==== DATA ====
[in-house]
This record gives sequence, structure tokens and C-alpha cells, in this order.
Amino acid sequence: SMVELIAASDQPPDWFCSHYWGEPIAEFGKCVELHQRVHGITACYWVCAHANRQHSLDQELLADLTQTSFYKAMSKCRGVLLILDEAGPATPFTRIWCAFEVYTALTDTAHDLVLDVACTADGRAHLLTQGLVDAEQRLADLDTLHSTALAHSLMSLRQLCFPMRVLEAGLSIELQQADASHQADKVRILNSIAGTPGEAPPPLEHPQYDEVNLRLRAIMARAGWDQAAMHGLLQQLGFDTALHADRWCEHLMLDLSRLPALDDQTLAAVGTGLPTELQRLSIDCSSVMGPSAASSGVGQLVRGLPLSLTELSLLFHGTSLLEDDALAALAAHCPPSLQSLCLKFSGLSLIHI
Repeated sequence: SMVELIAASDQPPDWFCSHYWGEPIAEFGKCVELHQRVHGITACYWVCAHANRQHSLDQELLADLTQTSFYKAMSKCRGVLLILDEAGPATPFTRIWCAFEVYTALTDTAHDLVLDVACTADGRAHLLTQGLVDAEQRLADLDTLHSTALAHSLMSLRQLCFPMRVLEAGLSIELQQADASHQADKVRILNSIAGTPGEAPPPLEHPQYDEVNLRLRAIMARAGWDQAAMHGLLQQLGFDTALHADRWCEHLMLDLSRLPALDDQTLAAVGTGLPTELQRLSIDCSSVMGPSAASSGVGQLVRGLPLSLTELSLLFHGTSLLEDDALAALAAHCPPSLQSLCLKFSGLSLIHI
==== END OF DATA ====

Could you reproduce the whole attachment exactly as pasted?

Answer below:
[in-house]
This record gives sequence, structure tokens and C-alpha cells, in this order.
Amino acid sequence: SMVELIAASDQPPDWFCSHYWGEPIAEFGKCVELHQRVHGITACYWVCAHANRQHSLDQELLADLTQTSFYKAMSKCRGVLLILDEAGPATPFTRIWCAFEVYTALTDTAHDLVLDVACTADGRAHLLTQGLVDAEQRLADLDTLHSTALAHSLMSLRQLCFPMRVLEAGLSIELQQADASHQADKVRILNSIAGTPGEAPPPLEHPQYDEVNLRLRAIMARAGWDQAAMHGLLQQLGFDTALHADRWCEHLMLDLSRLPALDDQTLAAVGTGLPTELQRLSIDCSSVMGPSAASSGVGQLVRGLPLSLTELSLLFHGTSLLEDDALAALAAHCPPSLQSLCLKFSGLSLIHI
Repeated sequence: SMVELIAASDQPPDWFCSHYWGEPIAEFGKCVELHQRVHGITACYWVCAHANRQHSLDQELLADLTQTSFYKAMSKCRGVLLILDEAGPATPFTRIWCAFEVYTALTDTAHDLVLDVACTADGRAHLLTQGLVDAEQRLADLDTLHSTALAHSLMSLRQLCFPMRVLEAGLSIELQQADASHQADKVRILNSIAGTPGEAPPPLEHPQYDEVNLRLRAIMARAGWDQAAMHGLLQQLGFDTALHADRWCEHLMLDLSRLPALDDQTLAAVGTGLPTELQRLSIDCSSVMGPSAASSGVGQLVRGLPLSLTELSLLFHGTSLLEDDALAALAAHCPPSLQSLCLKFSGLSLIHI